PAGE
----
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Update 152 – IAEA Director General Statement on Situation in Ukraine

Vienna, Austria

The Director General of the International Atomic Energy Agency (IAEA), Rafael Mariano Grossi, said his visit to Ukraine’s Zaporizhzhya Nuclear Power Plant (ZNPP) this week had confirmed his assessment of the seriousness of the nuclear safety and security situation at Europe’s largest such facility at a time of increased military activity in the region.

In view of the persistent risks facing the ZNPP during the armed conflict in Ukraine, Director General Grossi said he remained determined to press ahead with his diplomatic efforts to protect the six-reactor plant and help prevent a nuclear accident that could have severe consequences on people and the environment in Ukraine and elsewhere.

He discussed the issue when he met Ukrainian President Volodymyr Zelensky in the city of Zaporizhzhya on Monday and indicated he may soon travel to Russia again for further talks.

The Director General said he had been working with both countries in recent months on proposals to ensure nuclear safety and security at the ZNPP. He said the plan to achieve this vital objective had evolved from an initial proposal to establish a zone around the plant to now focus more on what should be avoided to ensure its protection, rather than on territorial aspects.

“It is work in progress. It is very, very important that we agree on the fundamental principle that a nuclear plant should not be attacked under any circumstances, and it also shouldn’t be used to attack others,” he said. “A nuclear accident with radiological consequences will spare no one.”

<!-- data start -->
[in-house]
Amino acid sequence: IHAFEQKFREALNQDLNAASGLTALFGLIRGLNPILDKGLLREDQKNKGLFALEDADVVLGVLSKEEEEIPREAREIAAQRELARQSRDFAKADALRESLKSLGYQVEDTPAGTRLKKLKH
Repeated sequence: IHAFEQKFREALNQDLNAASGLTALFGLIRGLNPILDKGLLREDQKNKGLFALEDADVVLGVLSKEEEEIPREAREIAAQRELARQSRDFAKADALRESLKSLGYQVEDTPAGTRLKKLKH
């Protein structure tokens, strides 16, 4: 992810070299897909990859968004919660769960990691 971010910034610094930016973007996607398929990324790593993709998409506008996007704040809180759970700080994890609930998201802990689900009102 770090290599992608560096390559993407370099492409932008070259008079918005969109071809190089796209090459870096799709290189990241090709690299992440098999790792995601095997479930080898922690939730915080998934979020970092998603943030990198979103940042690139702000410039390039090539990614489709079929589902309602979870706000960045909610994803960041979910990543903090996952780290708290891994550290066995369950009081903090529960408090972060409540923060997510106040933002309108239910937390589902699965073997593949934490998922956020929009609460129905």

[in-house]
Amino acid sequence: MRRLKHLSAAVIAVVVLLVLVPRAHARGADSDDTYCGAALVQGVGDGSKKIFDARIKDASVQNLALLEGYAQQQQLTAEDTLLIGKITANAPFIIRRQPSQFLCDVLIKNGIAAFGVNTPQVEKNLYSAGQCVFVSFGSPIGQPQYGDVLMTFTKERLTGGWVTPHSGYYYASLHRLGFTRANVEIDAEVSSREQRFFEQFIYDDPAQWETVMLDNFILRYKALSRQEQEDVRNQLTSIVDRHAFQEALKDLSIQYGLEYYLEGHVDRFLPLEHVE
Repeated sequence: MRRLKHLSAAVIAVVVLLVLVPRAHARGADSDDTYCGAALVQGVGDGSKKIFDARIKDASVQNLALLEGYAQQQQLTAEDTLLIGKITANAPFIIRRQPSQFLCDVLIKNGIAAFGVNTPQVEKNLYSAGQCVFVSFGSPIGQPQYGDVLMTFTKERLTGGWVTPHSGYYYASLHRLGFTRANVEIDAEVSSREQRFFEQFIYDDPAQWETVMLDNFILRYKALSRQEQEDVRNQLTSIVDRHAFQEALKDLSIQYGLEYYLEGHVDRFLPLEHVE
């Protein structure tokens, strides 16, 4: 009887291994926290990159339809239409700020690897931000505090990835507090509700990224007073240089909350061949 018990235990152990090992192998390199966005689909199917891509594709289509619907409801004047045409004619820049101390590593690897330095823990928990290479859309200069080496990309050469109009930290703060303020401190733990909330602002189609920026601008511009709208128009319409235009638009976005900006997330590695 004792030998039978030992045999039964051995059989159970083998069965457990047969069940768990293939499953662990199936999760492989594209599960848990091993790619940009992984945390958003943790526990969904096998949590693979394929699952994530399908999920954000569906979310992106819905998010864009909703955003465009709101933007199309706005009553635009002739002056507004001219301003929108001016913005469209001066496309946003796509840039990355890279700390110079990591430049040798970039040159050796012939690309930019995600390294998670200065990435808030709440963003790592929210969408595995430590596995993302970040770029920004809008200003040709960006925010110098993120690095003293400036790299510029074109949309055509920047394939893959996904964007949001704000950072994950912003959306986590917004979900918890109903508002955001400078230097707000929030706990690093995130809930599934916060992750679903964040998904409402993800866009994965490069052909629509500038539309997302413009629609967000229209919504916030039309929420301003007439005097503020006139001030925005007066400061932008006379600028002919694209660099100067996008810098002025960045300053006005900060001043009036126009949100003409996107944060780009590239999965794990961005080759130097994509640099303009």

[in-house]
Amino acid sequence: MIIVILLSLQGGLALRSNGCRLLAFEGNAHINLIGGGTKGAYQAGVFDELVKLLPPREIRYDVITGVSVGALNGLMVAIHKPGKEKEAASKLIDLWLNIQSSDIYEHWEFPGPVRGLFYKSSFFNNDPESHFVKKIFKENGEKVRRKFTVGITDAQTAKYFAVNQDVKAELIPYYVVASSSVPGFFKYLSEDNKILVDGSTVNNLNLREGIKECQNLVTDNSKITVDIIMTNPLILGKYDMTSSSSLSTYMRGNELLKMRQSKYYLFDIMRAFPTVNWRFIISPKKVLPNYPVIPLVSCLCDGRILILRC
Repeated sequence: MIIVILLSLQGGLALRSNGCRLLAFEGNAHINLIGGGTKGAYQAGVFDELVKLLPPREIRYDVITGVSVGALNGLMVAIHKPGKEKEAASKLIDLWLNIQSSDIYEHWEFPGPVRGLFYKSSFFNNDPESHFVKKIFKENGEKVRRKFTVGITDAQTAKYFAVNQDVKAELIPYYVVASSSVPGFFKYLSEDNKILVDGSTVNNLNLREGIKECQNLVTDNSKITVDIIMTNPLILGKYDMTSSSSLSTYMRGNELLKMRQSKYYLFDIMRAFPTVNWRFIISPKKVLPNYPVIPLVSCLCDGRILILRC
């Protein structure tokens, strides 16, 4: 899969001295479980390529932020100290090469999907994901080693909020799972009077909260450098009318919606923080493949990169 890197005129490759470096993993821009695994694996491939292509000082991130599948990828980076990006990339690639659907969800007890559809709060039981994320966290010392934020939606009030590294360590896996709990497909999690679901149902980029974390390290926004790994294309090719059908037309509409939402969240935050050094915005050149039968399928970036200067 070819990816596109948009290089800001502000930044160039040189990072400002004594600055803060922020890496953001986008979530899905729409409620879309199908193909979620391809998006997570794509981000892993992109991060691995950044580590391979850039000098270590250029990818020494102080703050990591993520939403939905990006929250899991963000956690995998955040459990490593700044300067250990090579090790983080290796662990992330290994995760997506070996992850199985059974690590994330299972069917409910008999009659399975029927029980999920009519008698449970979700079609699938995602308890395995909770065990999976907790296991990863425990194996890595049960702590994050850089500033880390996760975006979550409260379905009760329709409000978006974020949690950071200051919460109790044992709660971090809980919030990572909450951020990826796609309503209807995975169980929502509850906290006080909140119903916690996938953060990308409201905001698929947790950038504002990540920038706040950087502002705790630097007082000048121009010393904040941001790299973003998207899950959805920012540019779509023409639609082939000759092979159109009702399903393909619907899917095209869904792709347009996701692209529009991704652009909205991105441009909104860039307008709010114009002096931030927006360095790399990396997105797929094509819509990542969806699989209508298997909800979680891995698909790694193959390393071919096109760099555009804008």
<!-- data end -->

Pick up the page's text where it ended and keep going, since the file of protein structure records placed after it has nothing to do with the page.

It was the second time Director General Grossi crossed the frontline to travel to the ZNPP and the first since he established a permanent presence of IAEA experts at the site in southern Ukraine on 1 September last year.

Director General Grossi said Wednesday’s visit had allowed him to see for himself the damage the plant had sustained since the last time he was there, especially during shelling in November. The ZNPP has also experienced repeated power blackouts, forcing it to temporarily rely on emergency diesel generators for reactor cooling and other nuclear safety and security functions.

At the ZNPP, he discussed with management about the difficult situation for the reduced number of staff remaining at the plant and other matters.

“The visit was essential for me to make my own assessment of the gravity of the situation,” he said, also referring to clear signs of an increased military presence in the region. “It is obvious that military activity is increasing in this whole region. There is open talk of offensives and counter offensives. This area is facing perhaps a more dangerous phase in terms of the ongoing conflict.”

The Director General’s visit was also aimed at ensuring that the regular rotation of IAEA experts to and from the site was maintained and improved, following the very challenging circumstances faced by the experts during a rotation in February which was delayed by almost a month.

This time, he was accompanied by a new group of IAEA experts to stay at the facility for the next weeks. It is the seventh such team present at the site since the IAEA Support and Assistance Mission to Zaporizhzhya (ISAMZ) was established seven months ago. When he returned from the plant, the experts of the sixth ISAMZ team came with him after spending several weeks at the site monitoring the situation, providing technical advice and reporting to IAEA headquarters.

“We were able to rotate the teams. There is a new team there now which will continue its work. That was for me very, very important,” Director General Grossi said.


Last update: 30 Mar 2023

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